**The problem**(variable names are masked due to confidentiality):

I ran a binary logistic regression, in which there were 5 independent variables (IVs): A, B, C, D, and E. A and B are my concern. C is also my concern and I would talk about it later. They have two factors each (A1 and A2, B1 and B2). When I ran the estimation, some significant findings appeared. Nevertheless, the direction of the coefficients (beta values) for A and B was the opposite of what I expected! According to the most of the literature (not all of it), I expected A and B to have a positive beta, while they both had a negative coefficient.

First I checked the models for about three full days. There was no mistake in them, and the directions did not change whatever changes I made to the models (except that in none of those changes, I attempted to drop the interactions). The log likelihoods as well showed that I am in a good direction.

Then I decided to put my subjective view against the strange results aside and trust the results of the regression analysis. Then I passed to discuss those strange results and tried to justify the controversial findings. While discussing, I came to this point that "those two variables are heavily interconnected. Firstly, they had a significant interaction. Secondly, the distribution of the predictor A was heavily affected on the B, and according to the literature, A and B could have opposite effects; it could be important in my sample which was not balanced in terms of B. This imbalance could confound the effect of A as well.

So I though maybe these are causing some problems. Then since C was as well strange, I thought maybe the whole model is being affected in a bad way by problems such as multicollinearity. I asked myself "what will happen if I isolate only A and B in the model?" If the interactions between A, B, and C are some sources of bias, can reducing the number of IVs lead to different results? The answer was yes: when I excluded all the other IVs from the model and left only A, B, and A*B, one of the coefficients became favorable and more in line with the literature and common sense. Thus I might tell that some errors do exist in my model which disrupt the main model (such as multicollinearity maybe).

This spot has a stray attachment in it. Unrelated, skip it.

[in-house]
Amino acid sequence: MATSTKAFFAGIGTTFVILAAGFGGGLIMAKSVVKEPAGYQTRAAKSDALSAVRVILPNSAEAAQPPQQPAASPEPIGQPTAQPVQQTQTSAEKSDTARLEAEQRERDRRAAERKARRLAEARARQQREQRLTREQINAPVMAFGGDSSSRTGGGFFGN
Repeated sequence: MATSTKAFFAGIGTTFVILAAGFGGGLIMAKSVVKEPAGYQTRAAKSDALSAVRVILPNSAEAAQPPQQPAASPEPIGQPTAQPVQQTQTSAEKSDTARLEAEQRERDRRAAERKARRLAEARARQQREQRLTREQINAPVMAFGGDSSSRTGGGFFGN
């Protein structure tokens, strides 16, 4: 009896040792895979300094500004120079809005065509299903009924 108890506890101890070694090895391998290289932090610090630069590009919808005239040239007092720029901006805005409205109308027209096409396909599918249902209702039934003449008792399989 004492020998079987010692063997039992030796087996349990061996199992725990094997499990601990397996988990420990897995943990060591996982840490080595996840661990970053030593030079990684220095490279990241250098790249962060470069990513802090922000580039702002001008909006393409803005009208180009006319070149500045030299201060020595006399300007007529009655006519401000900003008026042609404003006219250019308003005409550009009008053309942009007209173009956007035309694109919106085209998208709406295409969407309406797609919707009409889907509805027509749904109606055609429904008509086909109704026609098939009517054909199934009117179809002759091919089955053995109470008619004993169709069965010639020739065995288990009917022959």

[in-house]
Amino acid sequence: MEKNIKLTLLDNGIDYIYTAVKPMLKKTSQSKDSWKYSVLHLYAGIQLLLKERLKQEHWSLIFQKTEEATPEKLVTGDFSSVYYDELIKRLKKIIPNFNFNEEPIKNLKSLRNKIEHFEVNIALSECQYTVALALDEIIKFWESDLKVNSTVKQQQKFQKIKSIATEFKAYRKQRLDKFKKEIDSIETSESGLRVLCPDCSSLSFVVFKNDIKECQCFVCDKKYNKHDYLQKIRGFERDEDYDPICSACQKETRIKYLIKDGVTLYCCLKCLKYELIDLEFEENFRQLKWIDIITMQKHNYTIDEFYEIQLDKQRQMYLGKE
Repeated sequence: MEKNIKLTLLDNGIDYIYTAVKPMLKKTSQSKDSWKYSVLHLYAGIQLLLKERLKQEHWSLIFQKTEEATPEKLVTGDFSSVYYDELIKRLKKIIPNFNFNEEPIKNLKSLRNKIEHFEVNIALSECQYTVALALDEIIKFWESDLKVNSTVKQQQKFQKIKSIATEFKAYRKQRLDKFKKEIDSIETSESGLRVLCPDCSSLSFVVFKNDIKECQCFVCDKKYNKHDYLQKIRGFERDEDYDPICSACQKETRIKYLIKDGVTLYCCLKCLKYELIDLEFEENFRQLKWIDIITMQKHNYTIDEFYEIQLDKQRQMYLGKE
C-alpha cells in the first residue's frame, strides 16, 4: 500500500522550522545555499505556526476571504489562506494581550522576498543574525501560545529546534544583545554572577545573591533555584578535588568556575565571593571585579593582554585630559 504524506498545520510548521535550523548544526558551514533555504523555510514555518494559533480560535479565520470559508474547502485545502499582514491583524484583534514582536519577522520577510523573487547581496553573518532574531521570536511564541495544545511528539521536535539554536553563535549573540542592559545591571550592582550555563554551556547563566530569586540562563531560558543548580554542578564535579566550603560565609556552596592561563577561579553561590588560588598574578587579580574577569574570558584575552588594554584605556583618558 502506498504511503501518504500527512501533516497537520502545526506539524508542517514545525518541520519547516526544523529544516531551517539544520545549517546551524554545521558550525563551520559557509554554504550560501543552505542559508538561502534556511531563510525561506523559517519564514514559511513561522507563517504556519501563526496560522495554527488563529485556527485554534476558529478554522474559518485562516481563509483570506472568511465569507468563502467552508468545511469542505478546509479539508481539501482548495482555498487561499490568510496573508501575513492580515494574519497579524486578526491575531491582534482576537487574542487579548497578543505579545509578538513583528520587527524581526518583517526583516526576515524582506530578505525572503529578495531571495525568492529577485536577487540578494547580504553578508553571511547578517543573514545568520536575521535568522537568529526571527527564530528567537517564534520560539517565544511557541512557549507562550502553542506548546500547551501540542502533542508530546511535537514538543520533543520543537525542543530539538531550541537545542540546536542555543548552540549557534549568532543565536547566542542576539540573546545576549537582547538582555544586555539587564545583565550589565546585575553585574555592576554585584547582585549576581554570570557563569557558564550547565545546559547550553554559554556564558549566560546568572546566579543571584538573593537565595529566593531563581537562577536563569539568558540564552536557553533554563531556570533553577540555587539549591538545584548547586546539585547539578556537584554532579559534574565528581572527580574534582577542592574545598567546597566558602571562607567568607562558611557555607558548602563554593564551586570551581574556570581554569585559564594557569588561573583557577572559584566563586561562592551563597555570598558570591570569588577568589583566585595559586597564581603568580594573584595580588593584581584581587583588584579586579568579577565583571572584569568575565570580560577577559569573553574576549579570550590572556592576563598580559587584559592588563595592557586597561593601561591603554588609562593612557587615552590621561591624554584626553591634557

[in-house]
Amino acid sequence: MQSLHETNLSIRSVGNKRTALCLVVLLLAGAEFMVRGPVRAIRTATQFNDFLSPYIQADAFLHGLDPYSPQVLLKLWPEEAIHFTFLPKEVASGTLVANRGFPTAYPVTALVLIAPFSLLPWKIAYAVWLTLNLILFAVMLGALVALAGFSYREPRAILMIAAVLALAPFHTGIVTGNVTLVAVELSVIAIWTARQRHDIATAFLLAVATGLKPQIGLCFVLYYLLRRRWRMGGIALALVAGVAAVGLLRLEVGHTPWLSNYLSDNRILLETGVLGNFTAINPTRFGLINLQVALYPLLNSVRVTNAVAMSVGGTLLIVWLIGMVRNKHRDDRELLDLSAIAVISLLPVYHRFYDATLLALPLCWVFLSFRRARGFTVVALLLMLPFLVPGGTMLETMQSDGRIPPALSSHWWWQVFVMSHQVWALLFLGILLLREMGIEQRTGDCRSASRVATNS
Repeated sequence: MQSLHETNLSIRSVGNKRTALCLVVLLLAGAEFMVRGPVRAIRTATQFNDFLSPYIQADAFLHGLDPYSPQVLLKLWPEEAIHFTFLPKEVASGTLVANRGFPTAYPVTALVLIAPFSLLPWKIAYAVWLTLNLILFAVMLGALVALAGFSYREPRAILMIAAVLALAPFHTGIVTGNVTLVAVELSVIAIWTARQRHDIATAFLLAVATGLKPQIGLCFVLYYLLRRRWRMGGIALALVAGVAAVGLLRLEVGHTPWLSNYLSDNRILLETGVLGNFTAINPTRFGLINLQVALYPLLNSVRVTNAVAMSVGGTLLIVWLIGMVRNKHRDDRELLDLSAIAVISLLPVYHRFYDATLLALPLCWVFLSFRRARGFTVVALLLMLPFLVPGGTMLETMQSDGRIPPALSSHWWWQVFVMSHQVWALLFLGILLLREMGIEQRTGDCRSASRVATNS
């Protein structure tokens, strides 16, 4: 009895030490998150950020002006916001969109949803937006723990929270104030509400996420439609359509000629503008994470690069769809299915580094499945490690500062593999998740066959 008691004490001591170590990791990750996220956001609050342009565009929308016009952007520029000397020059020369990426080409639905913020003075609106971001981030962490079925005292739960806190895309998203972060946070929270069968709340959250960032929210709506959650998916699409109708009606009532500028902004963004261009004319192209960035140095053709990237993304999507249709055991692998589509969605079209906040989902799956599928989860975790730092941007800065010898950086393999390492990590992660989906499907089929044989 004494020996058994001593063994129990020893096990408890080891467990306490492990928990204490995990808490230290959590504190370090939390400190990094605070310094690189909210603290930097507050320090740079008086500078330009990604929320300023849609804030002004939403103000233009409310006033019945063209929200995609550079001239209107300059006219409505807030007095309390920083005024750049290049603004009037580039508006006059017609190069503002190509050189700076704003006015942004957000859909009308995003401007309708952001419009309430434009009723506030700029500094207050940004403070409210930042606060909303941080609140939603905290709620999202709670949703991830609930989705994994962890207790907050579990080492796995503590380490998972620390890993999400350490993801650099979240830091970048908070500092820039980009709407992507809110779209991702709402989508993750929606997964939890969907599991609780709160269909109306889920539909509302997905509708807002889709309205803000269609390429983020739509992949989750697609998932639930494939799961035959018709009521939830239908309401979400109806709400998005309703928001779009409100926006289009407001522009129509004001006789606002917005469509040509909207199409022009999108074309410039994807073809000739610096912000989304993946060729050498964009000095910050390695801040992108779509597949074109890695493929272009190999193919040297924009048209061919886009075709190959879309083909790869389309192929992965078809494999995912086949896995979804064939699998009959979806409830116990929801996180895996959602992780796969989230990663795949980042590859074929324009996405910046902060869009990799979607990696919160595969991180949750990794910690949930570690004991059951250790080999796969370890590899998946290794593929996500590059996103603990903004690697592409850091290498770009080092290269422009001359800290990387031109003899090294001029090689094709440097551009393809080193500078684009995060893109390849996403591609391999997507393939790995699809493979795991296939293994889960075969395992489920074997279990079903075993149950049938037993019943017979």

The I decided to examine every strange predictor, in isolation. When I excluded the interactions and left only the five IVs, the results seemed Much more consistent. Apparently, the problem begins when some specific interactions (but not all of them) are added to the model. After adding them, the directions of betas for A and C get reversed. It is a little annoying since by adding those specific interactions, the log likelihood reduces considerably (from about -75 to -48), so I cannot easily ignore those interactions.

**Questions**(

**the main ones are 3 and 4**, but an answer to the rest is as well much appreciated):

1. When the model acts strangely, but LRT and log likelihood tell that it is fine, which one should we choose? The subjective common sense, or the objective statistical measures?

2. Do you think is there a "problem" in my case, in the first place? Maybe everything is fine. If you wished, I can provide the raw data too.

3. What would you do in my case? At least three choices can be made: A. Dropping the interactions. B. Not dropping them and reporting the strange model. C. Reporting both the models with and without interactions, and also models of limited numbers of IVs (for example only A and B), and then try to subjectively discuss that "it is the interactions that cause the main large model strange".

4.I am going to do the latter (3.C). But that would be so messy and not so good looking. I wonder if there is an elegant, objective way of finding the source of error in the main model (well if there is any errors, of course), so instead of subjective discussions, I can substantiate my claims on some objective statistical measures. For example, is there a way to highlight the problematic interactions according to some statistics?

5. Do you have any other valuable suggestions or ideas?